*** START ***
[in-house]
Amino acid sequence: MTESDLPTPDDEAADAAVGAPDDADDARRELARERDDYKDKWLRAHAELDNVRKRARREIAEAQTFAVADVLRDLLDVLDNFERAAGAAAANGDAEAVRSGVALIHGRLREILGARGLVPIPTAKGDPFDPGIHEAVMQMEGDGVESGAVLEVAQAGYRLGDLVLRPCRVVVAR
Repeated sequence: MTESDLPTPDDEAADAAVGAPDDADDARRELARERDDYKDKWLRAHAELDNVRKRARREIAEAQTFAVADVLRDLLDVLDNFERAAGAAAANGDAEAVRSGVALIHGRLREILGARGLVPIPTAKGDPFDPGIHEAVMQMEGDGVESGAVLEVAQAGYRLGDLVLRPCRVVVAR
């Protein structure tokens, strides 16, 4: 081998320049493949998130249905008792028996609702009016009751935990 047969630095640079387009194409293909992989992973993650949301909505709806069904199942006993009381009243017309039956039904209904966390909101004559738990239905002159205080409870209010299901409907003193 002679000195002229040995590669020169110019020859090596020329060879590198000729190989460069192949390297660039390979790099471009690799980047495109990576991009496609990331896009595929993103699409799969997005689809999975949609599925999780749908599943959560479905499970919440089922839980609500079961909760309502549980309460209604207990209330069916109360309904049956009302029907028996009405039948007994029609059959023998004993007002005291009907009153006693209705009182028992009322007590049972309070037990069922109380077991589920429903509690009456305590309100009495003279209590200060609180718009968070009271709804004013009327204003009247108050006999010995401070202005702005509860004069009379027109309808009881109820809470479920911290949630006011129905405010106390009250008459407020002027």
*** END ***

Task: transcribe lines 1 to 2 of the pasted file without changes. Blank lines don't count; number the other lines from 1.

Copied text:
[in-house]
Amino acid sequence: MTESDLPTPDDEAADAAVGAPDDADDARRELARERDDYKDKWLRAHAELDNVRKRARREIAEAQTFAVADVLRDLLDVLDNFERAAGAAAANGDAEAVRSGVALIHGRLREILGARGLVPIPTAKGDPFDPGIHEAVMQMEGDGVESGAVLEVAQAGYRLGDLVLRPCRVVVAR